While a central FinOps function may work to enable organizational change, FinOps is not done by a single person or team. However, it somewhat changes how disparate engineering, finance, and business teams work together. Individuals at every level and in every area of an organization can have different roles to play in the FinOps practice: Executives, engineers, FinOps practitioners, operations, finance, and procurement.

#2: FinOps Maturity Model

The practice of FinOps is inherently iterative, and the maturity of any given model, functional activity, Capability, or Domain will improve with repetition. Typically, a “Crawl” stage organization is highly reactive and focused on addressing problems after they occur. A Run stage practice proactively factors cost into architecture design choices and ongoing engineering processes.

A “Crawl, Walk, Run” maturity approach enables organizations to start small and grow in scale, scope, and complexity as business value warrants maturing a functional activity. Taking quick action at a small scale and limited scope allows teams to assess the outcomes of their actions. They gain insights into the value of further action in a more extensive, faster, or granular way.

#3: FinOps Framework Database

If it seems that FinOps is about saving money, then think again. FinOps is about getting the most value out of the cloud to drive efficient growth. Regardless of the name, FinOps is bringing a financial accountability cultural change to the variable spend model of the cloud. At the same time, it enables distributed engineering and business teams to make trade-offs.

These trade-offs are between speed, cost, and quality in their cloud architecture and investment decisions. In most cases, it’s easy to collect data about overall cloud spending. But generic spending data isn’t enough to drive sophisticated choices. For that, you need data easily interpreted for diverse purposes and stakeholders.

For instance, an engineer probably wants to see metrics about cloud spending that map onto cloud resources, whereas an executive will want to link spending data to business revenue. This is where data enrichment comes into play. Data enrichment means mapping cloud spending data onto other data types, like cloud infrastructure or revenue metrics, so it’s more actionable.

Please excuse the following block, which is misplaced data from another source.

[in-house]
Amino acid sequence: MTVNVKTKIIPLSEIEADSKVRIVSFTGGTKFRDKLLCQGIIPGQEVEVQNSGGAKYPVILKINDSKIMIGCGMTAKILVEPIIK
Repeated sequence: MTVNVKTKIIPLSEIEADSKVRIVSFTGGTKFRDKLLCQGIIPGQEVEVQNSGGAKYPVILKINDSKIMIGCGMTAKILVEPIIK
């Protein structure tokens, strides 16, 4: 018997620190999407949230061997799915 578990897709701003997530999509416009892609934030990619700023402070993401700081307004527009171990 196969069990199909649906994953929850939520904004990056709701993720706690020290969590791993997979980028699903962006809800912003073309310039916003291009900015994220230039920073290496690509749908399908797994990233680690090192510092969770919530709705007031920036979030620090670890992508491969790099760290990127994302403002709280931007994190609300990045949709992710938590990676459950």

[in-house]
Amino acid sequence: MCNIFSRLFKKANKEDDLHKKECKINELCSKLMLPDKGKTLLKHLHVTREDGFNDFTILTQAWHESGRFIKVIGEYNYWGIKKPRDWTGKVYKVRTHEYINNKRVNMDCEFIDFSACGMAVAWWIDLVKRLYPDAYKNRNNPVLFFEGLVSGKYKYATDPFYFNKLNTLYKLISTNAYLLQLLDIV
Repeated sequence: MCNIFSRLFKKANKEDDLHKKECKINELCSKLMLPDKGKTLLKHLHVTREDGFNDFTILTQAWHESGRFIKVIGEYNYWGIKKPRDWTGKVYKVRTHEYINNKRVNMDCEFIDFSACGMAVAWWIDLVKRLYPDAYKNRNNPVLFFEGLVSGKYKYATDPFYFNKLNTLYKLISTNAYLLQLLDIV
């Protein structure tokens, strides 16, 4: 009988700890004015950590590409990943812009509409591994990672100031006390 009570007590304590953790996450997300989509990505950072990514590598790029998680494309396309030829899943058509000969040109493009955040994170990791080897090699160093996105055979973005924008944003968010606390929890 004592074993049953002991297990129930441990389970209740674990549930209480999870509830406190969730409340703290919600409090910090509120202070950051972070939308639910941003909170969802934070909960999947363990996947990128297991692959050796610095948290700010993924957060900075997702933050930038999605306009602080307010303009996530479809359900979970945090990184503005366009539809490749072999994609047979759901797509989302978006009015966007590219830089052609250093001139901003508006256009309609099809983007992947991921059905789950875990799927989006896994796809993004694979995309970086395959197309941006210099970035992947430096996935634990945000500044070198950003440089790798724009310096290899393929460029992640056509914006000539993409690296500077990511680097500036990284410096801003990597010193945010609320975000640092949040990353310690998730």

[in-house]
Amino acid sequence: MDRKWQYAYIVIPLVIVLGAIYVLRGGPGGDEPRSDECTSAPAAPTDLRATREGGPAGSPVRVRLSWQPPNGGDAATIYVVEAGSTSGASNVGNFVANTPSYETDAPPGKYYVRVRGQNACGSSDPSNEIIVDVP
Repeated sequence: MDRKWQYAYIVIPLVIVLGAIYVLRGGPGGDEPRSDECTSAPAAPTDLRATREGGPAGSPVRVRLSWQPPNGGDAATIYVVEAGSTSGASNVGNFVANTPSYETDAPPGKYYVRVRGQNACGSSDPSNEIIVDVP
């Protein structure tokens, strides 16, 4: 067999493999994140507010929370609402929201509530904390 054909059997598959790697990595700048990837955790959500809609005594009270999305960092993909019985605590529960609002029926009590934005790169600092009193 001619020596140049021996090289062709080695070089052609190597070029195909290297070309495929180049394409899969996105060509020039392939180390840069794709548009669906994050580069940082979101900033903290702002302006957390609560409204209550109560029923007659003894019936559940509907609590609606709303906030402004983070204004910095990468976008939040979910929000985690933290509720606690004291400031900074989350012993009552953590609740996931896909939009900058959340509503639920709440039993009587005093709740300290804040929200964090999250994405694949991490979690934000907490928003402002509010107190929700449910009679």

#4: FinOps Framework Structures

Similarly, advanced FinOps requires true-unit economics, meaning the ability to determine how much business revenue stems from each dollar you spend in the cloud. An increase in cloud spending is not alarming if it reflects an increase in income. A decrease in spending could be harmful if it decreases your revenue. There is no simple way to get true-unit visibility into cloud spending.

It starts by correlating spending metrics with business metrics. Analyzing spending on a unit-by-unit or workload-by-workload basis is also critical because spending by some departments or for some apps may drive more revenue than spending elsewhere. Regarding the FinOps Framework Structure, the Sustainability Practitioner within Enterprise IT works to integrate green initiatives.

Still, they actualize principles within the organization’s IT operations, drive energy/resource-efficient strategies, reduce IT infrastructure emissions, and foster a sustainable decision-making culture across procurement and operations. Balancing the demand for IT services and environmental goals helps reduce costs, manage risk, and introduce predictability in resource usage.

#5: FinOps Framework Developers

Sometimes, a business will decide to tighten the belt; sometimes, it will invest more. But now teams know why they’re making those decisions. In an essential FinOps practice, responsibility for managing cloud costs is treated, at best, as a secondary responsibility tacked onto the job descriptions. It includes personnel roles in other areas, like engineering, finance, and crypto.

This doesn’t suffice if you want to achieve advanced FinOps. To reach that goal, you need personnel — in-house employees or consultants you work with externally — who make FinOps a key focus and possess the unique blend of skills necessary to interpret complex cloud spending data and generate insights about improving spending without compromising business priorities.

We are not saying that the potential FinOps Framework responsibility should only be delegated to a few key stakeholders. On the contrary, everyone who can help influence cloud cost outcomes should play a hand in optimizing spending. However, to make the most of FinOps, personnel must treat it as more than secondary. It needs to be a top-of-mind concern across the organization.

#6: FinOps Framework Automation

Automation Tools can help achieve primary FinOps Framework integration goals by, for example, automatically collecting spending data and flagging anomalies. Markedly, this saves time and simplifies data analysis. However, automation becomes even more critical in the context of advanced FinOps because it can help operationalize cloud cost optimization goals.

For instance, businesses can deploy automations that block overprovisioning of cloud resources. With this approach, you don’t have to settle for merely asking employees to follow spending guidance. You automatically enforce the cloud spending rules.

#7: FinOps Framework Practitioners

FinOps practitioners lead the cultural shift required for FinOps success, uniting business, IT, and finance teams to optimize cloud usage and increase business value. They focus on several key areas using their knowledge of the FinOps framework, its principles, and its capabilities. These areas include establishing a FinOps culture and educating the organization on best practices.